Solid Waste Industry Responds to EPA’s Proposed PFAS CERCLA Rule

Solid Waste Industry Responds to EPA’s Proposed PFAS CERCLA Rule

Agency is urged to ensure that the “polluter pays,” not communities

The Solid Waste Association of North America (SWANA) submitted joint comments today with the National Waste & Recycling Association (NWRA) in response to the US Environmental Protection Agency’s (EPA) proposed rule to designate two PFAS compounds as hazardous substances under the Comprehensive Environmental Response, Compensation and Liability Act (CERCLA).

The joint comments address industry concerns that PFAS regulation under CERCLA will assign environmental cleanup liability to essential public services and their customers. While EPA has indicated it has discretion over enforcement to avoid going after passive receivers, that would not prevent manufacturers and heavy users of PFAS from bringing claims for contribution against landfills and others.

“SWANA is very concerned about the unintended consequences of imposing Superfund liability on passive receivers such as landfills,” stated David Biderman, SWANA’s Executive Director and CEO. “The mere prospect of such liability is already slowing down site cleanups and increasing costs. We didn’t manufacture or use PFAS, nor did we profit from it. Our landfills accepted it in the waste that we safely manage. It makes little sense to impose the draconian penalty of Superfund liability on solid waste landfills for PFAS.”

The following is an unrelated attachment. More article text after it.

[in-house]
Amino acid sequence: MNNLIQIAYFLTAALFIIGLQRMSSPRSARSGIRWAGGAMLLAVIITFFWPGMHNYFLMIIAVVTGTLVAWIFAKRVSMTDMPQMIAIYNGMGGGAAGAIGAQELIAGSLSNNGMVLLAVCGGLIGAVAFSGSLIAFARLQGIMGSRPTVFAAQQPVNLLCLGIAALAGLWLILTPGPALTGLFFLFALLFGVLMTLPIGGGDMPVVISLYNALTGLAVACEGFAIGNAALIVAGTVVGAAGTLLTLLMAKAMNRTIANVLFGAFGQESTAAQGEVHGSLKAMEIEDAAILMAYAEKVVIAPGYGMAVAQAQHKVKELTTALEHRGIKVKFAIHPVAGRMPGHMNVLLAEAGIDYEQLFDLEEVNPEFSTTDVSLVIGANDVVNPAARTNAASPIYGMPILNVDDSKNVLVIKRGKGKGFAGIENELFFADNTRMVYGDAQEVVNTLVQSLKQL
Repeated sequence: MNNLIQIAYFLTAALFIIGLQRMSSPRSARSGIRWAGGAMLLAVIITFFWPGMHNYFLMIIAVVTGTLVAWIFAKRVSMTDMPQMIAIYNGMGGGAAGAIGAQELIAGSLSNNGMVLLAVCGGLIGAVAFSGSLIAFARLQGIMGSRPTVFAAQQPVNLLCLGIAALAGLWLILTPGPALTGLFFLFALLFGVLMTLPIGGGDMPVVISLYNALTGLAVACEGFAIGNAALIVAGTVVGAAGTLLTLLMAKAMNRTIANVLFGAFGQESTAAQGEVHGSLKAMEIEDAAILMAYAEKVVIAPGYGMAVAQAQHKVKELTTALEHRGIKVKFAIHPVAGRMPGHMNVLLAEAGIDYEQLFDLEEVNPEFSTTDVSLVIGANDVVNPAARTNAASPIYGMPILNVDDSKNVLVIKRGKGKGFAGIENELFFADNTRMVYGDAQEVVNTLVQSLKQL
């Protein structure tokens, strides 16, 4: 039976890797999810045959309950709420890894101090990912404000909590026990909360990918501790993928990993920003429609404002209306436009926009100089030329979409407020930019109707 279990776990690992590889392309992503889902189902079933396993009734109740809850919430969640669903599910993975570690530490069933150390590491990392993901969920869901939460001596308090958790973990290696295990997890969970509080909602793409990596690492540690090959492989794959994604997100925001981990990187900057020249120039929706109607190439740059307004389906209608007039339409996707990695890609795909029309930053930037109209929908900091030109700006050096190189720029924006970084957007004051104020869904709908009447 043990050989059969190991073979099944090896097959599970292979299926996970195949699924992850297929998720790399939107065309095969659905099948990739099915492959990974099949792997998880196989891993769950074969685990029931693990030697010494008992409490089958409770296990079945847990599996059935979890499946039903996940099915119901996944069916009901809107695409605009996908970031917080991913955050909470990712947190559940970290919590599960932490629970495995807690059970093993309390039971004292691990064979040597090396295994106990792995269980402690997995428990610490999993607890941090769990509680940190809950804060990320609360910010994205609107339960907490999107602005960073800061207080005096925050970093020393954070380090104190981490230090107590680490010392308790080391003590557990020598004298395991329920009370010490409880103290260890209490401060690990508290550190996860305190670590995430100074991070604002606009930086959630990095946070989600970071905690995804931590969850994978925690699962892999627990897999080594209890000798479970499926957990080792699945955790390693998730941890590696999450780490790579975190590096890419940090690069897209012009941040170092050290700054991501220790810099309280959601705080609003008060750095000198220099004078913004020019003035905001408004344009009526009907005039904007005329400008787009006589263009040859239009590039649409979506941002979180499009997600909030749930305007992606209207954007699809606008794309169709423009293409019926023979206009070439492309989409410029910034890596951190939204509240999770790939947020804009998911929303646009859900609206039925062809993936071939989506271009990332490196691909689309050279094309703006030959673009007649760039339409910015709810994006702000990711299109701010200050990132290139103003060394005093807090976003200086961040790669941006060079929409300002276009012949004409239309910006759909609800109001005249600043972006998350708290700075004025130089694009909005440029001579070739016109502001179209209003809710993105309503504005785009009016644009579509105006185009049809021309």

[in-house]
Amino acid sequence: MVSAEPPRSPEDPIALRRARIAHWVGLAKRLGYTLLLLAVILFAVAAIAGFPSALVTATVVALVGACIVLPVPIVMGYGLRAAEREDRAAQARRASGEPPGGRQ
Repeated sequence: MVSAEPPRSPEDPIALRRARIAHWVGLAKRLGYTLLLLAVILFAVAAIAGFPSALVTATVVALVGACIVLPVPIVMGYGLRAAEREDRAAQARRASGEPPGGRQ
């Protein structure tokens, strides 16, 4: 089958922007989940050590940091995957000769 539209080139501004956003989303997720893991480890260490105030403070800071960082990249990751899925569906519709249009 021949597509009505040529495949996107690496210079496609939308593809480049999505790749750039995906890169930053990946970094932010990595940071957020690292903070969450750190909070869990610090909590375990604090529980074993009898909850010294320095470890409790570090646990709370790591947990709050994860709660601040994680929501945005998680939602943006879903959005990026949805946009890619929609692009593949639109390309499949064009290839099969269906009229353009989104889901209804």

SWANA also joined comments submitted by a coalition of passive receivers of PFAS compounds expressing concern that the proposed rule could result in significant increased costs for essential public service providers and the communities they serve while undercutting the Administration’s broader human health and environmental protection goals. In addition to SWANA, the letter was also signed by American Public Works Association, National Association of County Officials, National League of Cities, National Waste & Recycling Association, North East Biosolids & Residuals Association, US Composting Council, US Conference of Mayors, and Wisconsin Counties Solid Waste Management Association.

SWANA continues to advocate that the solid waste industry be provided a limited exemption under CERCLA along with other passive receivers. In addition to meeting with offices in both the US House of Representatives and Senate, SWANA has engaged directly with the White House Council on Environmental Quality, Office of Information and Regulatory Affairs, EPA Office of Land and Emergency Management, Small Business Administration Office of Advocacy, and others to ensure that CERCLA liability is imposed on the industries that created and profited from these hazardous substances—not taxpayers.